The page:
We waited for them near the new enclosure as we made the final touches on the climbing structures and, at 10:00 a.m. on Sep. 17, 2013, they arrived. Nine female baboons peered out of their transport crates with anxious, pale face - their curious dark eyes absorbing every movement and sound.
A result of a collaborative effort between the Born Free USA Primate Sanctuary and a large laboratory, these baboons were the lucky ones and would have the opportunity to live the remainder of their lives in a sanctuary. This doesn't happen very often, as almost all primates utilized in research are humanely killed without ever experiencing the feeling of grass underfoot, or the calming sensation of picking leaves from a tree, or the liberating act of jumping from limb to limb in a rush of excitement. But, thanks to Born Free USA and everyone at the laboratory who was involved with the baboons' care, nine would have the chance.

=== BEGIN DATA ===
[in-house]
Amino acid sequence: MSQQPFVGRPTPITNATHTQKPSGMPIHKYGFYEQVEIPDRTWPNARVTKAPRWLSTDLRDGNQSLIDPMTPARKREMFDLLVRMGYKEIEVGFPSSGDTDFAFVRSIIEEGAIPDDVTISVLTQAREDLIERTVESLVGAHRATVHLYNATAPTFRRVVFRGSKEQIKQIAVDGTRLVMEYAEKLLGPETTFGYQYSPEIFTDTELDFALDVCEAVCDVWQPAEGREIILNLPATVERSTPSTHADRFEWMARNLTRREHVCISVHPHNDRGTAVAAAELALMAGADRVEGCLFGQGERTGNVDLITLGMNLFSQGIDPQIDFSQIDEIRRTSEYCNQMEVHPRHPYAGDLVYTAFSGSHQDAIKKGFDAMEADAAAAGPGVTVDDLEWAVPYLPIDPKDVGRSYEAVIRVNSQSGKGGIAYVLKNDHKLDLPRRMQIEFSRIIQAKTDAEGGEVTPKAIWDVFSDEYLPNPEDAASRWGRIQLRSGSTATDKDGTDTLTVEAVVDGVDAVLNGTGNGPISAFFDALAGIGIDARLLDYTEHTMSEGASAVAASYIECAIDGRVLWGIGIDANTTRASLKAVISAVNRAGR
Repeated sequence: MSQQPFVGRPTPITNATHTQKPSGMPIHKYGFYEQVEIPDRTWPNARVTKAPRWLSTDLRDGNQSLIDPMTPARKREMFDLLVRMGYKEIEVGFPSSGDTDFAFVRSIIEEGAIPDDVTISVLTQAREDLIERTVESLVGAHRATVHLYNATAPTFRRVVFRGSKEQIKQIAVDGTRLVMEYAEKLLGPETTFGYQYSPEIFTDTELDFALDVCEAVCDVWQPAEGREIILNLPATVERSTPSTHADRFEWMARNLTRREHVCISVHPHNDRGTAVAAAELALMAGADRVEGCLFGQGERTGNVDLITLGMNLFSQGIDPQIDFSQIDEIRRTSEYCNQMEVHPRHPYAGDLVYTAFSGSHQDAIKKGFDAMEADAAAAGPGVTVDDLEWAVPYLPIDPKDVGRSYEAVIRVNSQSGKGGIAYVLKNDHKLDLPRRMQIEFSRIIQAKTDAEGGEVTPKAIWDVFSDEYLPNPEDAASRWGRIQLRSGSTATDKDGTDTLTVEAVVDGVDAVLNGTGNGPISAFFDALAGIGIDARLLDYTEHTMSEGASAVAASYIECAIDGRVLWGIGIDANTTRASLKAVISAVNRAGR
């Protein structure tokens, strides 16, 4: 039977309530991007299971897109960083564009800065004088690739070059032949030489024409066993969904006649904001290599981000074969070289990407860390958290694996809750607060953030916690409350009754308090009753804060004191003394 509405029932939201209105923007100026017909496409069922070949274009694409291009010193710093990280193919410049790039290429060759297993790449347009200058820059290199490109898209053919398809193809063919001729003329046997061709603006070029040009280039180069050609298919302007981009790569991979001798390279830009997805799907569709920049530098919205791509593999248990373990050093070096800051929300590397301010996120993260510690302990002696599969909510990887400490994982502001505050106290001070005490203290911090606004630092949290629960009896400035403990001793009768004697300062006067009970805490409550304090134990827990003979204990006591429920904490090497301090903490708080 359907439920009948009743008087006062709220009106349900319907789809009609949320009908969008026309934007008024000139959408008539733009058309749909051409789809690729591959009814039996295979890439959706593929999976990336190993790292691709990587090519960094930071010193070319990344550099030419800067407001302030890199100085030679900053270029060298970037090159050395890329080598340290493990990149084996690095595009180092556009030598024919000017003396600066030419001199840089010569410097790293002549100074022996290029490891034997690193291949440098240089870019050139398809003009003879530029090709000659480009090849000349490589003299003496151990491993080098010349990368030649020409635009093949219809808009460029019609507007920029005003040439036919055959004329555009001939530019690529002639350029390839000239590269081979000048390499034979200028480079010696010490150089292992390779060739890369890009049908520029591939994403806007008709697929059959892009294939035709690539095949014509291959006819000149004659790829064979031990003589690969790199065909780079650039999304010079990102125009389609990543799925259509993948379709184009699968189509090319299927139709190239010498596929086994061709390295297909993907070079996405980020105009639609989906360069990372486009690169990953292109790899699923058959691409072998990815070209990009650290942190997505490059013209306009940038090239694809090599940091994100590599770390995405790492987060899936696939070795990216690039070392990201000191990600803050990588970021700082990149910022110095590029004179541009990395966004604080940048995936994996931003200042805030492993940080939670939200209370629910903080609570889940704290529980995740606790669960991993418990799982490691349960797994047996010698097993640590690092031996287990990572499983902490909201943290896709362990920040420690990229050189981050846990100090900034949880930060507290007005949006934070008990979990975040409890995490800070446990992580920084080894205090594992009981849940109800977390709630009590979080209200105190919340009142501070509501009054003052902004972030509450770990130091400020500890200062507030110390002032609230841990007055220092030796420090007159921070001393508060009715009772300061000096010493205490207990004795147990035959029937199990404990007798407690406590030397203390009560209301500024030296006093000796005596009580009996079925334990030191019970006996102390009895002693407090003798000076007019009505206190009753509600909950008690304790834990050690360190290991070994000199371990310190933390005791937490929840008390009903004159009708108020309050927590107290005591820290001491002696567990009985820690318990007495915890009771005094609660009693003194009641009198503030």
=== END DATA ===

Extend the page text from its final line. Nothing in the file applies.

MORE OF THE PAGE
As each transport crate was aligned with the guillotine gate that led to freedom, it would rock slightly as the girl inside moved about, trying to get a better look at what was to come. A few of the baboon girls hesitated when the door was opened and took their time to examine the new surroundings before walking out calmly, but most appeared to fly out of the crate, eager to escape confinement and ready for whatever was next.